Similarly, in Bolin v. State, 137 P.3d 136 (Wyo.2006) and Asch v. State, 62 P.3d 945 (Wyo.2003), the court held that in the context of an alleged conflict of interest based on representation of co-defendants by separate attorneys from the public defender's office, a case-by-case inquiry, rather than per se disqualification, was appropriate.  Bolin, 137 P.3d at 145;  Asch, 62 P.3d at 953.   This is because public defenders provide legal services not to the public defender's office, as in a private firm, but to individual defendants;  because there is no financial incentive for attorneys in a public defender's office to favor one client over another;  and because to find otherwise would needlessly jeopardize the right of individual defendants to skilled and competent representation.   See also People v. Daniels, 52 Cal.3d 815, 277 Cal.Rptr. 122, 802 P.2d 906, 915 (1991) (noting that automatic disqualification would hamper the ability of the public defender to represent indigents in criminal cases);  State v. Pitt, 77 Hawai‘i 374, 884 P.2d 1150, 1156 (App.1994) (applying a case-by-case analysis because a public defender's office, as a government office, is different from a law firm).

 We agree that automatically disqualifying a public defender where another attorney in the office has a conflict of interest would significantly hamper the ability to provide legal representation of indigent clients.   This, together with the fact that such concurrent representation by public defenders generally will create no incentive (economic or otherwise) for diminished advocacy in such cases, convinces us that a per se rule imputing conflicts of interest to affiliated public defenders is inappropriate where there is no indication the conflict would hamper an attorney's ability to effectively represent a client.   We hold that such conflict questions should be addressed by trial courts on a case-by-case basis, where the court takes individual situations into consideration to determine whether a defendant's right to counsel is threatened by competing interests.8

III.

CONCLUSION

The admission of evidence that Cook had previously supplied methamphetamine to two minors was impermissible Rule 404(b) evidence not relevant to any matter other than propensity.   In addition, the lower court's denial of Cook's motion to sever was erroneous as joinder of the three charges was improper.   Thus, having identified multiple errors, which in concert deprived Cook of a fair trial, we vacate Cook's convictions of the three charges.   The district court's judgments of conviction for rape, delivery of a controlled substance, and possession of a controlled substance are vacated, and the case is remanded to the trial court for new and separate trials.

FOOTNOTES

1.   This was an incident separate from and prior to the delivery of methamphetamine to Ashley that was charged in the present case.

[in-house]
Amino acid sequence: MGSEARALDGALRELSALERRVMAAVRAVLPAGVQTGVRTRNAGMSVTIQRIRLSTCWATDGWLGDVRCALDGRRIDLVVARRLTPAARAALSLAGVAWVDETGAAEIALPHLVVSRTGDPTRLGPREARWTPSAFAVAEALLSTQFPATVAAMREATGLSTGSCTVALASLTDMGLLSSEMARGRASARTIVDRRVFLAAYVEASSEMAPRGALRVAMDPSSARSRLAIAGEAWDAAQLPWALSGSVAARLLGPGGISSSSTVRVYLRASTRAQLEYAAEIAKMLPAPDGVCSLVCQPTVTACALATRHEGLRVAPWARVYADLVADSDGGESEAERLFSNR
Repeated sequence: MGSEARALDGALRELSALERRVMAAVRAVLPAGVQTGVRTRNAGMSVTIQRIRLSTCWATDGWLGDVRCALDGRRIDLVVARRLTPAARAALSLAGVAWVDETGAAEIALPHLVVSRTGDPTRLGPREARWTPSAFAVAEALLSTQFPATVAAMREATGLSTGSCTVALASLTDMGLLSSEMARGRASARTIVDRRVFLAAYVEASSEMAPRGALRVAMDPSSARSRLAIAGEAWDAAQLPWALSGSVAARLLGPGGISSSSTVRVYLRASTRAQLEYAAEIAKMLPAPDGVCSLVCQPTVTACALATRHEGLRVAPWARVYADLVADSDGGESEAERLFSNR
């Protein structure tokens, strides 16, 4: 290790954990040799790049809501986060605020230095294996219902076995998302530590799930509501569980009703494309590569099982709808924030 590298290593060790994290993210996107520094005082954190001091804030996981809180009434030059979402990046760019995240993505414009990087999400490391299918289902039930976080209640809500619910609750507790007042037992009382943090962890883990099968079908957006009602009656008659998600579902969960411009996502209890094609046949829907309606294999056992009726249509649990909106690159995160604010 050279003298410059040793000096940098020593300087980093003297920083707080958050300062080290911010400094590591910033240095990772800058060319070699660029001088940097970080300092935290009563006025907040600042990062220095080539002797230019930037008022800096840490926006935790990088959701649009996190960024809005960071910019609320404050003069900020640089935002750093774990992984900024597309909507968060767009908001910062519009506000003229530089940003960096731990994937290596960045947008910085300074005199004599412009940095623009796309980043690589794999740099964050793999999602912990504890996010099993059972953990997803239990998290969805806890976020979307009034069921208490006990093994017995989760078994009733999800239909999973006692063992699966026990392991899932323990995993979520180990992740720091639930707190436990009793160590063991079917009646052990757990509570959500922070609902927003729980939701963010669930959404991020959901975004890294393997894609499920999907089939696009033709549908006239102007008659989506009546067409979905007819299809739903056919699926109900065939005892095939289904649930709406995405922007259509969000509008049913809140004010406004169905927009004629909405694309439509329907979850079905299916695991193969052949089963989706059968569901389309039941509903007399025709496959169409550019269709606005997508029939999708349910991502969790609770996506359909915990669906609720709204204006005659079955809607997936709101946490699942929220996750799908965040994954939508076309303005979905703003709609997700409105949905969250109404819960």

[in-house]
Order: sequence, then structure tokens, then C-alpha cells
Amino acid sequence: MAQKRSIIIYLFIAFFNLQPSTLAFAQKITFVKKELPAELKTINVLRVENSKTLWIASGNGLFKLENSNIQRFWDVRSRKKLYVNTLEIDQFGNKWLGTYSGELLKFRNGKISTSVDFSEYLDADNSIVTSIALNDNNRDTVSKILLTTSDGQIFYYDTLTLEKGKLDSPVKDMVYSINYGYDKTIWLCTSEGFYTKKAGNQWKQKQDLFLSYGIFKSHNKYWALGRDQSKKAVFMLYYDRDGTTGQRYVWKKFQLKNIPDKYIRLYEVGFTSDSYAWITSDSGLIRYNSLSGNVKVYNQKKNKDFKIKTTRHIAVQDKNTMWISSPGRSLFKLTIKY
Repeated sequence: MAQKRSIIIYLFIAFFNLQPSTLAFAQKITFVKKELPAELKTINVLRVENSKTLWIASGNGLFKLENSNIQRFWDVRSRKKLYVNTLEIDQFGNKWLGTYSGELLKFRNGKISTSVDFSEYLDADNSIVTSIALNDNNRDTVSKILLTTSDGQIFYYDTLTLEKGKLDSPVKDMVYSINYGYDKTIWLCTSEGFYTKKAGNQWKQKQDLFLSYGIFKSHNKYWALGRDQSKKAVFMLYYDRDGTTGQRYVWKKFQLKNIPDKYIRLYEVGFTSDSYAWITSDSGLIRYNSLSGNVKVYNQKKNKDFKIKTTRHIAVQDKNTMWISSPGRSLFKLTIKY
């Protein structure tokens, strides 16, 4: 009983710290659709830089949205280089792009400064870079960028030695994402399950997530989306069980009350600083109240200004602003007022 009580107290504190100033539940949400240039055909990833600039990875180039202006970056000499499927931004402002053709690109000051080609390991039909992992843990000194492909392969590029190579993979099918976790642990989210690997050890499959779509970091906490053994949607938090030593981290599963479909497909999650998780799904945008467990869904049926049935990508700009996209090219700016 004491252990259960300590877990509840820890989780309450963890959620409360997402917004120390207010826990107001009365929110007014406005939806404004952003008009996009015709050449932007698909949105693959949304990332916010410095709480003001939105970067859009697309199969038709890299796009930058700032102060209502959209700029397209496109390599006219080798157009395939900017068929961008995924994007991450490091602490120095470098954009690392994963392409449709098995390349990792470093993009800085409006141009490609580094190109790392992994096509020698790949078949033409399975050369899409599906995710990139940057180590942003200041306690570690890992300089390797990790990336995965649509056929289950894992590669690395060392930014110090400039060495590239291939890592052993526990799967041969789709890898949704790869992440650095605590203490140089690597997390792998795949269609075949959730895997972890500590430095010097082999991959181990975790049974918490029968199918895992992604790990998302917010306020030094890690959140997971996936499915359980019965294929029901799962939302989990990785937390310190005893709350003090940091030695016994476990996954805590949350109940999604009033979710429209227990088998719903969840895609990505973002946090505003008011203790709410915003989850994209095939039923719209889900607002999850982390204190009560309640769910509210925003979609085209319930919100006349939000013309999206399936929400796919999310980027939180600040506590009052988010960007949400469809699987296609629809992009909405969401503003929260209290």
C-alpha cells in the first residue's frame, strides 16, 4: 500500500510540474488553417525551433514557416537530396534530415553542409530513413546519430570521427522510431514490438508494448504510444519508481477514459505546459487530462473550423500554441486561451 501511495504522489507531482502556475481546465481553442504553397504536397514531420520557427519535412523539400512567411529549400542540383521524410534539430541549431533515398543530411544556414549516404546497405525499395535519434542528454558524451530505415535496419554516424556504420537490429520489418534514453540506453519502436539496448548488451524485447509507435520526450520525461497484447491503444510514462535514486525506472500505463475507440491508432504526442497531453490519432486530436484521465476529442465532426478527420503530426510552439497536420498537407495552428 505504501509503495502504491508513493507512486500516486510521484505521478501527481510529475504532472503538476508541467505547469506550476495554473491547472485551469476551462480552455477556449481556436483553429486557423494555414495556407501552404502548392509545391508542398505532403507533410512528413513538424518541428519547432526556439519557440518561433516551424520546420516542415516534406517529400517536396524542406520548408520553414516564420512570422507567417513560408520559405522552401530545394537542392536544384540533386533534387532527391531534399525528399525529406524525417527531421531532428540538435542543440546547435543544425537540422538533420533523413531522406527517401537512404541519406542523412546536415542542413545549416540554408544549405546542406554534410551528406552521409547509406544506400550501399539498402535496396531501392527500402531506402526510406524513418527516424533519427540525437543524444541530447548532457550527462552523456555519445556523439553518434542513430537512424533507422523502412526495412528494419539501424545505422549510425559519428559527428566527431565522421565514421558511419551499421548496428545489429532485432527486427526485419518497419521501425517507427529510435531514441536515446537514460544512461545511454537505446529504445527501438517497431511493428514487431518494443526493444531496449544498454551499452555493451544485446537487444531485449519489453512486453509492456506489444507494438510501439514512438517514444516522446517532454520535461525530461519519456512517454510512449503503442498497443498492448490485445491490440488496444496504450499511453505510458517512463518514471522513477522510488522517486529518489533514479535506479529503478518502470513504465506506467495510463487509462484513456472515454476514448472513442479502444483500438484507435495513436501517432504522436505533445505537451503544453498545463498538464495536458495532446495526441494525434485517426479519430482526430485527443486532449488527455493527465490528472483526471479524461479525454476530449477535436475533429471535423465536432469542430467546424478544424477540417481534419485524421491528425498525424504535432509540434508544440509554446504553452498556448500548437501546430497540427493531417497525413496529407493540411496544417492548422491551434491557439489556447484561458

2.   Idaho Rule of Evidence 404(b) provides that:Evidence of other crimes, wrongs, or acts is not admissible to prove the character of a person in order to show that the person acted in conformity therewith.   It may, however, be admissible for other purposes, such as proof of motive, opportunity, intent, preparation, plan, knowledge, identity, or absence of mistake or accident, provided that the prosecution in a criminal case shall file and serve notice reasonably in advance of trial, or during trial if the court excuses pretrial notice on good cause shown, of the general nature of any such evidence it intends to introduce at trial.

3.   Having concluded the evidence is inadmissible under Rule 404(b), we need not reach the issue of whether the probative value of the evidence was substantially outweighed by unfair prejudice under I.R.E. 403 as the rule only applies to relevant evidence.

4.   As mentioned above, the court severed a gun charge against Cook, but allowed the possession, delivery, and statutory rape charges to be tried together.

5.   Cook does not challenge the propriety of the delivery charge, pleading multiple separate offenses, in this case five separate deliveries, in a single count and we therefore do not address it.

6.   Idaho Criminal Rule 52 requires that “[a]ny error, defect, irregularity or variance which does not affect substantial rights shall be disregarded.”

7.   This concept has played out most commonly in courts' treatment of concurrent representation of co-defendants.   While such representation does not automatically constitute a conflict of interest, if it becomes apparent that the defendants' interests diverge such that counsel is forced into representing conflicting interests (e.g., a dispute arises as to which defendant is the more culpable), a conflict arises.   See State v. Hairston, 133 Idaho 496, 511, 988 P.2d 1170, 1185 (1999).

8.   We note that the permissibility of proceeding where an affiliated attorney has a conflict of interest would be influenced by whether an office has set up effective measures to prevent communication of confidential client information between lawyers employed on behalf of individual defendants.   See Restatement (Third) of Law Governing Lawyers § 203(2) cmt. d(iv) (1996) (superceded by Restatement (Third) of Law Governing Lawyers § 123 cmt. d(iv) (2000)).

GUTIERREZ, Judge.

Chief Judge PERRY and Judge LANSING CONCUR.